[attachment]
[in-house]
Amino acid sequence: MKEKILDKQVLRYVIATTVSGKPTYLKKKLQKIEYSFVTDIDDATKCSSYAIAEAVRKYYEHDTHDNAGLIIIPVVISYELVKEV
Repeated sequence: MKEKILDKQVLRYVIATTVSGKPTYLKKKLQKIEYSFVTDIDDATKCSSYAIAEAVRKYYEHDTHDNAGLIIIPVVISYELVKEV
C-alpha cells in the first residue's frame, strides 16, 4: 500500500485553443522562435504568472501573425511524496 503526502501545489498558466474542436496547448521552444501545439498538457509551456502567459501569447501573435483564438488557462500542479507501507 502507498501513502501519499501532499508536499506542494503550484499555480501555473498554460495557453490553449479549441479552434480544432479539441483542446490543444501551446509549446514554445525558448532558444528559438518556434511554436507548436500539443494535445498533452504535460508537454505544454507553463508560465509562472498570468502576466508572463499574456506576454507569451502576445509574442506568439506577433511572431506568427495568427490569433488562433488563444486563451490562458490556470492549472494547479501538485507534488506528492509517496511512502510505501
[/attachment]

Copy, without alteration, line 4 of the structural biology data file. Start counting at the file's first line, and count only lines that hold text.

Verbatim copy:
C-alpha cells in the first residue's frame, strides 16, 4: 500500500485553443522562435504568472501573425511524496 503526502501545489498558466474542436496547448521552444501545439498538457509551456502567459501569447501573435483564438488557462500542479507501507 502507498501513502501519499501532499508536499506542494503550484499555480501555473498554460495557453490553449479549441479552434480544432479539441483542446490543444501551446509549446514554445525558448532558444528559438518556434511554436507548436500539443494535445498533452504535460508537454505544454507553463508560465509562472498570468502576466508572463499574456506576454507569451502576445509574442506568439506577433511572431506568427495568427490569433488562433488563444486563451490562458490556470492549472494547479501538485507534488506528492509517496511512502510505501